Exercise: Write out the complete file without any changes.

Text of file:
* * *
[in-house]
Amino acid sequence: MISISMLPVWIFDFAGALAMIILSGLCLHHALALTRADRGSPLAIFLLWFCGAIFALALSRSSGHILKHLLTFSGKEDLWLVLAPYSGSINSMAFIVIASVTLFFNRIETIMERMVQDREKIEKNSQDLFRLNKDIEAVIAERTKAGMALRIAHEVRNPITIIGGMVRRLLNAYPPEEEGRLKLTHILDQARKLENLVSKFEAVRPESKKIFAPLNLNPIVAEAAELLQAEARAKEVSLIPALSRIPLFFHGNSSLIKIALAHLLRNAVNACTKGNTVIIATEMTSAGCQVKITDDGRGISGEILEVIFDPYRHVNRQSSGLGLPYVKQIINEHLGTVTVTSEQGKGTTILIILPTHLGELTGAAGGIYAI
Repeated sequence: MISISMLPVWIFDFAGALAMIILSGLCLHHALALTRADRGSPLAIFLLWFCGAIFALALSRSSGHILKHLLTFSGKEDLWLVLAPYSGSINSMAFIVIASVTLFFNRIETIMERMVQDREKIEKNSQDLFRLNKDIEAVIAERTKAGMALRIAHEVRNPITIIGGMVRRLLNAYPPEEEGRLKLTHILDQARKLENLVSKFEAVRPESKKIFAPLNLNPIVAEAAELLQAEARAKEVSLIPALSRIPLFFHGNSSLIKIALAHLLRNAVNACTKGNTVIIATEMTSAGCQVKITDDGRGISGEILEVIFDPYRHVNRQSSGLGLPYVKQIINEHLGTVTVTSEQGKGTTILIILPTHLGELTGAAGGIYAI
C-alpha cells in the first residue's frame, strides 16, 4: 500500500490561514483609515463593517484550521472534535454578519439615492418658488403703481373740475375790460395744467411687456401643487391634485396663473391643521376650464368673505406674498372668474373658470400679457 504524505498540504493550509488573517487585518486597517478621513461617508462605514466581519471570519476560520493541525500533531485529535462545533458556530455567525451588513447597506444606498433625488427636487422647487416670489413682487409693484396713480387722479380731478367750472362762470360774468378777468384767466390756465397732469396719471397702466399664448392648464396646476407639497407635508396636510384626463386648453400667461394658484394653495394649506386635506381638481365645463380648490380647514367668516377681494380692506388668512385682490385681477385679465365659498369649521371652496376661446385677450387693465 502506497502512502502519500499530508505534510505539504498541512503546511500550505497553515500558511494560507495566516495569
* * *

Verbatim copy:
[in-house]
Amino acid sequence: MISISMLPVWIFDFAGALAMIILSGLCLHHALALTRADRGSPLAIFLLWFCGAIFALALSRSSGHILKHLLTFSGKEDLWLVLAPYSGSINSMAFIVIASVTLFFNRIETIMERMVQDREKIEKNSQDLFRLNKDIEAVIAERTKAGMALRIAHEVRNPITIIGGMVRRLLNAYPPEEEGRLKLTHILDQARKLENLVSKFEAVRPESKKIFAPLNLNPIVAEAAELLQAEARAKEVSLIPALSRIPLFFHGNSSLIKIALAHLLRNAVNACTKGNTVIIATEMTSAGCQVKITDDGRGISGEILEVIFDPYRHVNRQSSGLGLPYVKQIINEHLGTVTVTSEQGKGTTILIILPTHLGELTGAAGGIYAI
Repeated sequence: MISISMLPVWIFDFAGALAMIILSGLCLHHALALTRADRGSPLAIFLLWFCGAIFALALSRSSGHILKHLLTFSGKEDLWLVLAPYSGSINSMAFIVIASVTLFFNRIETIMERMVQDREKIEKNSQDLFRLNKDIEAVIAERTKAGMALRIAHEVRNPITIIGGMVRRLLNAYPPEEEGRLKLTHILDQARKLENLVSKFEAVRPESKKIFAPLNLNPIVAEAAELLQAEARAKEVSLIPALSRIPLFFHGNSSLIKIALAHLLRNAVNACTKGNTVIIATEMTSAGCQVKITDDGRGISGEILEVIFDPYRHVNRQSSGLGLPYVKQIINEHLGTVTVTSEQGKGTTILIILPTHLGELTGAAGGIYAI
C-alpha cells in the first residue's frame, strides 16, 4: 500500500490561514483609515463593517484550521472534535454578519439615492418658488403703481373740475375790460395744467411687456401643487391634485396663473391643521376650464368673505406674498372668474373658470400679457 504524505498540504493550509488573517487585518486597517478621513461617508462605514466581519471570519476560520493541525500533531485529535462545533458556530455567525451588513447597506444606498433625488427636487422647487416670489413682487409693484396713480387722479380731478367750472362762470360774468378777468384767466390756465397732469396719471397702466399664448392648464396646476407639497407635508396636510384626463386648453400667461394658484394653495394649506386635506381638481365645463380648490380647514367668516377681494380692506388668512385682490385681477385679465365659498369649521371652496376661446385677450387693465 502506497502512502502519500499530508505534510505539504498541512503546511500550505497553515500558511494560507495566516495569